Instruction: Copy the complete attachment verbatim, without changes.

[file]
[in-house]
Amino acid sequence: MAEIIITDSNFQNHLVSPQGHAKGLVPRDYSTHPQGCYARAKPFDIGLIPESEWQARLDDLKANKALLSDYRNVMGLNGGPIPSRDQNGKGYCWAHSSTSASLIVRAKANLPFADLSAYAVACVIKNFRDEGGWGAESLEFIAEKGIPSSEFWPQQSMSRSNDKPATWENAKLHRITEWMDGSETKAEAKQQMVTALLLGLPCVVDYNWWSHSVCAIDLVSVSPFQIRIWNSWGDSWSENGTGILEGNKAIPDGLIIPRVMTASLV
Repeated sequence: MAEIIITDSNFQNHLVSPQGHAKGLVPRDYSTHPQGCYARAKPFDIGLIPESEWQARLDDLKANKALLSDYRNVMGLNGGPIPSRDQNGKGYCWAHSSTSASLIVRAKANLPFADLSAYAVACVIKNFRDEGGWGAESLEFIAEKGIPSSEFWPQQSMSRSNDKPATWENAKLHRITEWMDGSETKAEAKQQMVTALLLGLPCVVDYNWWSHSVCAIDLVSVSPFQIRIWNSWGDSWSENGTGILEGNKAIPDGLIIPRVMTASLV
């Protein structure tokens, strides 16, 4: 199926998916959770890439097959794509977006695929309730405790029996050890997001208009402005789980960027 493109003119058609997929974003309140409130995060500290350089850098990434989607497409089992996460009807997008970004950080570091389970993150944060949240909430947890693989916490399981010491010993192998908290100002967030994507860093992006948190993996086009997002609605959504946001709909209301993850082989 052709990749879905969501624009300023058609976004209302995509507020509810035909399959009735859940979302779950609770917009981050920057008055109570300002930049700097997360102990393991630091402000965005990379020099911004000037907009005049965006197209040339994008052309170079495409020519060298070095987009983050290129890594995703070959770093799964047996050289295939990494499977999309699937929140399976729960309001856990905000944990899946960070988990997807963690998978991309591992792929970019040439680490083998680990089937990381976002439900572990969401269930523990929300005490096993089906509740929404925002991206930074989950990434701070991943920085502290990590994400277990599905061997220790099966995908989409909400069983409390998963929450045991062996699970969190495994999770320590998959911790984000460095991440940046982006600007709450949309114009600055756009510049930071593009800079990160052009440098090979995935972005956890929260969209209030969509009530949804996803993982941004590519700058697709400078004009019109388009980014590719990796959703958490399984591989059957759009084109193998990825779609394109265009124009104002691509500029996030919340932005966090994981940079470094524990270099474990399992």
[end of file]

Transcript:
[in-house]
Amino acid sequence: MAEIIITDSNFQNHLVSPQGHAKGLVPRDYSTHPQGCYARAKPFDIGLIPESEWQARLDDLKANKALLSDYRNVMGLNGGPIPSRDQNGKGYCWAHSSTSASLIVRAKANLPFADLSAYAVACVIKNFRDEGGWGAESLEFIAEKGIPSSEFWPQQSMSRSNDKPATWENAKLHRITEWMDGSETKAEAKQQMVTALLLGLPCVVDYNWWSHSVCAIDLVSVSPFQIRIWNSWGDSWSENGTGILEGNKAIPDGLIIPRVMTASLV
Repeated sequence: MAEIIITDSNFQNHLVSPQGHAKGLVPRDYSTHPQGCYARAKPFDIGLIPESEWQARLDDLKANKALLSDYRNVMGLNGGPIPSRDQNGKGYCWAHSSTSASLIVRAKANLPFADLSAYAVACVIKNFRDEGGWGAESLEFIAEKGIPSSEFWPQQSMSRSNDKPATWENAKLHRITEWMDGSETKAEAKQQMVTALLLGLPCVVDYNWWSHSVCAIDLVSVSPFQIRIWNSWGDSWSENGTGILEGNKAIPDGLIIPRVMTASLV
């Protein structure tokens, strides 16, 4: 199926998916959770890439097959794509977006695929309730405790029996050890997001208009402005789980960027 493109003119058609997929974003309140409130995060500290350089850098990434989607497409089992996460009807997008970004950080570091389970993150944060949240909430947890693989916490399981010491010993192998908290100002967030994507860093992006948190993996086009997002609605959504946001709909209301993850082989 052709990749879905969501624009300023058609976004209302995509507020509810035909399959009735859940979302779950609770917009981050920057008055109570300002930049700097997360102990393991630091402000965005990379020099911004000037907009005049965006197209040339994008052309170079495409020519060298070095987009983050290129890594995703070959770093799964047996050289295939990494499977999309699937929140399976729960309001856990905000944990899946960070988990997807963690998978991309591992792929970019040439680490083998680990089937990381976002439900572990969401269930523990929300005490096993089906509740929404925002991206930074989950990434701070991943920085502290990590994400277990599905061997220790099966995908989409909400069983409390998963929450045991062996699970969190495994999770320590998959911790984000460095991440940046982006600007709450949309114009600055756009510049930071593009800079990160052009440098090979995935972005956890929260969209209030969509009530949804996803993982941004590519700058697709400078004009019109388009980014590719990796959703958490399984591989059957759009084109193998990825779609394109265009124009104002691509500029996030919340932005966090994981940079470094524990270099474990399992």